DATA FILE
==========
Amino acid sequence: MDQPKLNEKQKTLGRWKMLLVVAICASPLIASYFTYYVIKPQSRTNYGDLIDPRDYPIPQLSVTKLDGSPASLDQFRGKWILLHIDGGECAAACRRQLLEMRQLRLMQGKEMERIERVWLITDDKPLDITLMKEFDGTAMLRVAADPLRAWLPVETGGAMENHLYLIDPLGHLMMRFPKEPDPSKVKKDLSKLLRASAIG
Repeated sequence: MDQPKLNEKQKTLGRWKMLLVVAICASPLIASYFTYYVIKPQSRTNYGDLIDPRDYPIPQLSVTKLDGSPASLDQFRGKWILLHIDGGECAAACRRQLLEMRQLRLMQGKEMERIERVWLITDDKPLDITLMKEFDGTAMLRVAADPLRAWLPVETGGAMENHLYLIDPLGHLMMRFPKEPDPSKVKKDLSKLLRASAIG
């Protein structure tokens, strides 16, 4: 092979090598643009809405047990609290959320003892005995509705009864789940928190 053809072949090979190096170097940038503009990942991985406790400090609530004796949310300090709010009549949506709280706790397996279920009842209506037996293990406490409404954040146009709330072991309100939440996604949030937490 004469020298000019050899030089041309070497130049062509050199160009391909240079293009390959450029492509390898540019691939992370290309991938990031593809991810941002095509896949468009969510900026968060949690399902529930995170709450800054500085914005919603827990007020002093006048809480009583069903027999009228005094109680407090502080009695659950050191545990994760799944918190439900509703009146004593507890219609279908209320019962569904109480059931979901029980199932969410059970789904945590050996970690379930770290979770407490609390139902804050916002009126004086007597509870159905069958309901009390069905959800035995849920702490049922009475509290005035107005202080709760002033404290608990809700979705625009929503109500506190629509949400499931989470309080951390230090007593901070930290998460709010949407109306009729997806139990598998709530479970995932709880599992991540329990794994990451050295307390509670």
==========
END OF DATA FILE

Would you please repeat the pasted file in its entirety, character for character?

Amino acid sequence: MDQPKLNEKQKTLGRWKMLLVVAICASPLIASYFTYYVIKPQSRTNYGDLIDPRDYPIPQLSVTKLDGSPASLDQFRGKWILLHIDGGECAAACRRQLLEMRQLRLMQGKEMERIERVWLITDDKPLDITLMKEFDGTAMLRVAADPLRAWLPVETGGAMENHLYLIDPLGHLMMRFPKEPDPSKVKKDLSKLLRASAIG
Repeated sequence: MDQPKLNEKQKTLGRWKMLLVVAICASPLIASYFTYYVIKPQSRTNYGDLIDPRDYPIPQLSVTKLDGSPASLDQFRGKWILLHIDGGECAAACRRQLLEMRQLRLMQGKEMERIERVWLITDDKPLDITLMKEFDGTAMLRVAADPLRAWLPVETGGAMENHLYLIDPLGHLMMRFPKEPDPSKVKKDLSKLLRASAIG
């Protein structure tokens, strides 16, 4: 092979090598643009809405047990609290959320003892005995509705009864789940928190 053809072949090979190096170097940038503009990942991985406790400090609530004796949310300090709010009549949506709280706790397996279920009842209506037996293990406490409404954040146009709330072991309100939440996604949030937490 004469020298000019050899030089041309070497130049062509050199160009391909240079293009390959450029492509390898540019691939992370290309991938990031593809991810941002095509896949468009969510900026968060949690399902529930995170709450800054500085914005919603827990007020002093006048809480009583069903027999009228005094109680407090502080009695659950050191545990994760799944918190439900509703009146004593507890219609279908209320019962569904109480059931979901029980199932969410059970789904945590050996970690379930770290979770407490609390139902804050916002009126004086007597509870159905069958309901009390069905959800035995849920702490049922009475509290005035107005202080709760002033404290608990809700979705625009929503109500506190629509949400499931989470309080951390230090007593901070930290998460709010949407109306009729997806139990598998709530479970995932709880599992991540329990794994990451050295307390509670």